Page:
Gifted is a 6x60 series for BBC Two. It was commissioned by Patrick Holland Clare Sillery and the Commissioning Editor for the BBC is Danny Horan. It is being made by Blast! Films where the Executive Producers are Edmund Coulthard and Sacha Baveystock.

    For Richer For Poorer: The Ex-Wives

    From film maker Lynn Alleway (Camila’s Kids Company: The Inside Story, Hotel India), this intimate documentary gains exclusive access to the private battles of high net worth divorce. It explores a usually hidden world that we rarely get to see - where the Mayfair homes, the Bentleys and yachts have to be split.

    At the very heart of these divorce stories is an intense battle fuelled by emotion. In the cases we follow, the men are multi-millionaire businessmen who’ve spent a lifetime building their fortunes, while their wives' job is to be a homemaker, a mother, and a hostess. With divorce law in England and Wales now dictating that the assets have to be split 50-50 as a starting point, increasingly couples are battling it out in court.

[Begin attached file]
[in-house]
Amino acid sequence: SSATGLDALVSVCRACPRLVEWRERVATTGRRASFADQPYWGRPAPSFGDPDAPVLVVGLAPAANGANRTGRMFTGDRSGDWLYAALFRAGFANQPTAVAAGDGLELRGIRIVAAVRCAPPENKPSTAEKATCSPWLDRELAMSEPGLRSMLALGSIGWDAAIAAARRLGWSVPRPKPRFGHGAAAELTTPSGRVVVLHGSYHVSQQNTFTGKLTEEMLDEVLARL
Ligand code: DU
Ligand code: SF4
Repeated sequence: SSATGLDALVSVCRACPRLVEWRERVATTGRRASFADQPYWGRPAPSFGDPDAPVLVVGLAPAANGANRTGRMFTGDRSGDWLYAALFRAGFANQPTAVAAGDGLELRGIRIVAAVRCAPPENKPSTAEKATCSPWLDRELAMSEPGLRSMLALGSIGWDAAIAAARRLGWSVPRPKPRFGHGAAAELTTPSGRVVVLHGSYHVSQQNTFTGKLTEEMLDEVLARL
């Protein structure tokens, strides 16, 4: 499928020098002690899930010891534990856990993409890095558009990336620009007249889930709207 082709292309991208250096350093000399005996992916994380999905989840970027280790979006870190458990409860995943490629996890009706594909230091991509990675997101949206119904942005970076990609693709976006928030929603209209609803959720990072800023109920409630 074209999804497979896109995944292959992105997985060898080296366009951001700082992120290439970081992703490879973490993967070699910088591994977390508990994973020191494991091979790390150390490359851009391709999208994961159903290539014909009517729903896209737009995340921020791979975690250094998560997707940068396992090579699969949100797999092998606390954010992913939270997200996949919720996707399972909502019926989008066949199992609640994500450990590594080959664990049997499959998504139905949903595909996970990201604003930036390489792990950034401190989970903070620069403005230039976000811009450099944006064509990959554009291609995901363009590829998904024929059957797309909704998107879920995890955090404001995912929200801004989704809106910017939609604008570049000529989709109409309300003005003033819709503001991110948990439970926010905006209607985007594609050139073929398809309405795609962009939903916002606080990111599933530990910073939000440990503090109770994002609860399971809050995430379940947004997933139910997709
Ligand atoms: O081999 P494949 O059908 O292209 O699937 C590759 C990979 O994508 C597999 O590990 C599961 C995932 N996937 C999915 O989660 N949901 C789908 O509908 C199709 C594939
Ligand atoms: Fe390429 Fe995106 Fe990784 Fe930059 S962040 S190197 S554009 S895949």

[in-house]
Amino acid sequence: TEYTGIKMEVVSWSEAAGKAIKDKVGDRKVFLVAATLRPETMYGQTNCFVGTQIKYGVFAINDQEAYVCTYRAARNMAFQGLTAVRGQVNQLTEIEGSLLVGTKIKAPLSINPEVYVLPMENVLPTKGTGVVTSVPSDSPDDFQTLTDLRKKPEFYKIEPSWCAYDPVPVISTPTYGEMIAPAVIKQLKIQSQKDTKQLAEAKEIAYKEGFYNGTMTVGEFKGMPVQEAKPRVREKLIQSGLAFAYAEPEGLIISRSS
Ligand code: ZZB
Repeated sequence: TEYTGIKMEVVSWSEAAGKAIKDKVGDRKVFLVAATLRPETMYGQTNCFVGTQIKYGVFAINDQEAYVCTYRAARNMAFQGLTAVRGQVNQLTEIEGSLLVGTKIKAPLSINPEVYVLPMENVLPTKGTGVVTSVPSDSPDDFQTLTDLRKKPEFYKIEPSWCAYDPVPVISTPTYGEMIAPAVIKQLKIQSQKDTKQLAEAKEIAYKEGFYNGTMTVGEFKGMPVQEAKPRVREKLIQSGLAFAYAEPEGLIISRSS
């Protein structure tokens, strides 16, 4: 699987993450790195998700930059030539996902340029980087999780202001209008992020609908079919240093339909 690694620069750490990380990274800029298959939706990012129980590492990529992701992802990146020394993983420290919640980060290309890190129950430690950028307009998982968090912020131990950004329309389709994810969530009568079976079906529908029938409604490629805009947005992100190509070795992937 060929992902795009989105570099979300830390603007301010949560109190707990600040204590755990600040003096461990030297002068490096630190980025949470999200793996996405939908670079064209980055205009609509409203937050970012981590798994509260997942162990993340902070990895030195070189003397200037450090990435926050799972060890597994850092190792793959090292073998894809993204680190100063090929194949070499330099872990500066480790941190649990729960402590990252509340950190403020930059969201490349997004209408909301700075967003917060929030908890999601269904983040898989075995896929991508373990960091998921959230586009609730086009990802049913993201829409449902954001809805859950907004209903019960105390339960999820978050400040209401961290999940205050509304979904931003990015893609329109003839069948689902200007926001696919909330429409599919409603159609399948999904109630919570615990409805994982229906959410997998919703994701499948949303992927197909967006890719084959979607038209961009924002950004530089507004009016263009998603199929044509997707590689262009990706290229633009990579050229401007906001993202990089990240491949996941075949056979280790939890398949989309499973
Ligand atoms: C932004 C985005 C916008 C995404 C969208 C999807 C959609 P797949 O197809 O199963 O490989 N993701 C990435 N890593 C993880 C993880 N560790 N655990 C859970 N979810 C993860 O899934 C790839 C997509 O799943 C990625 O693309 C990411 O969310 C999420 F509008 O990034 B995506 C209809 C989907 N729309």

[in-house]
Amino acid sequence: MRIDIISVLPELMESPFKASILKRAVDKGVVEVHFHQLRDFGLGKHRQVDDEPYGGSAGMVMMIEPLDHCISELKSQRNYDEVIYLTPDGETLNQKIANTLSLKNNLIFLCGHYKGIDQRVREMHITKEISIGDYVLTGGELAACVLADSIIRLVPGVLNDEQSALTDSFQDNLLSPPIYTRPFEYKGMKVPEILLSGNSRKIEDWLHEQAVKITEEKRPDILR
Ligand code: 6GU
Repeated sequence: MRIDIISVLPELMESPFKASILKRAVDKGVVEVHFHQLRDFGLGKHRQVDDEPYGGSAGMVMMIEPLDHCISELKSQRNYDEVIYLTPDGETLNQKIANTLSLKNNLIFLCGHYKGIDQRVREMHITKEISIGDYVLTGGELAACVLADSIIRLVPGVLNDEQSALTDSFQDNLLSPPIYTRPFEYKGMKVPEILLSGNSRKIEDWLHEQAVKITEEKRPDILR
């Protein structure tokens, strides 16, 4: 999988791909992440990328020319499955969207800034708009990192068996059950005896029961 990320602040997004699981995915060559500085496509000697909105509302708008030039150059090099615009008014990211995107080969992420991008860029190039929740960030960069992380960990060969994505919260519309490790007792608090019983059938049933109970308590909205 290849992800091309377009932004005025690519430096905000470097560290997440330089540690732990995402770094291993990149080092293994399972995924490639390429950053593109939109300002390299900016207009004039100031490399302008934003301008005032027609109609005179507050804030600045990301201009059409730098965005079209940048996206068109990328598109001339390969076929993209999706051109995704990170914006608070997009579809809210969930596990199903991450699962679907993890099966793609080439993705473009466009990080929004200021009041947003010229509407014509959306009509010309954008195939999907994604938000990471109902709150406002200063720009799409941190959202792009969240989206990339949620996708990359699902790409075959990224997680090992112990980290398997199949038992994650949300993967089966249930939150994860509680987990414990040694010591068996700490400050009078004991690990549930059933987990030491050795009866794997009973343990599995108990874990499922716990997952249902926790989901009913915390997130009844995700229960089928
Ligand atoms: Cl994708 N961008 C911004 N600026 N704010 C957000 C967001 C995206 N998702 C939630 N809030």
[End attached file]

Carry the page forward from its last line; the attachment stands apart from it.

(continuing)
The film follows one ex-wife who walked away with millions whilst another refuses to give up the fight for the millions she once had. Are these women, often branded as gold diggers, really out to fleece their men for every penny they can get, or are they simply pursuing what they’re entitled to?

    For Richer For Poorer (working title) is a 1x60 for BBC Two. It was commissioned by Patrick Holland, Clare Sillery and Maxine Watson. The BBC Commissioning Editor is Emma Loach. It is being made by Century Films where the producer/director is Lynn Alleway and the Executive Producer is Katie Bailiff.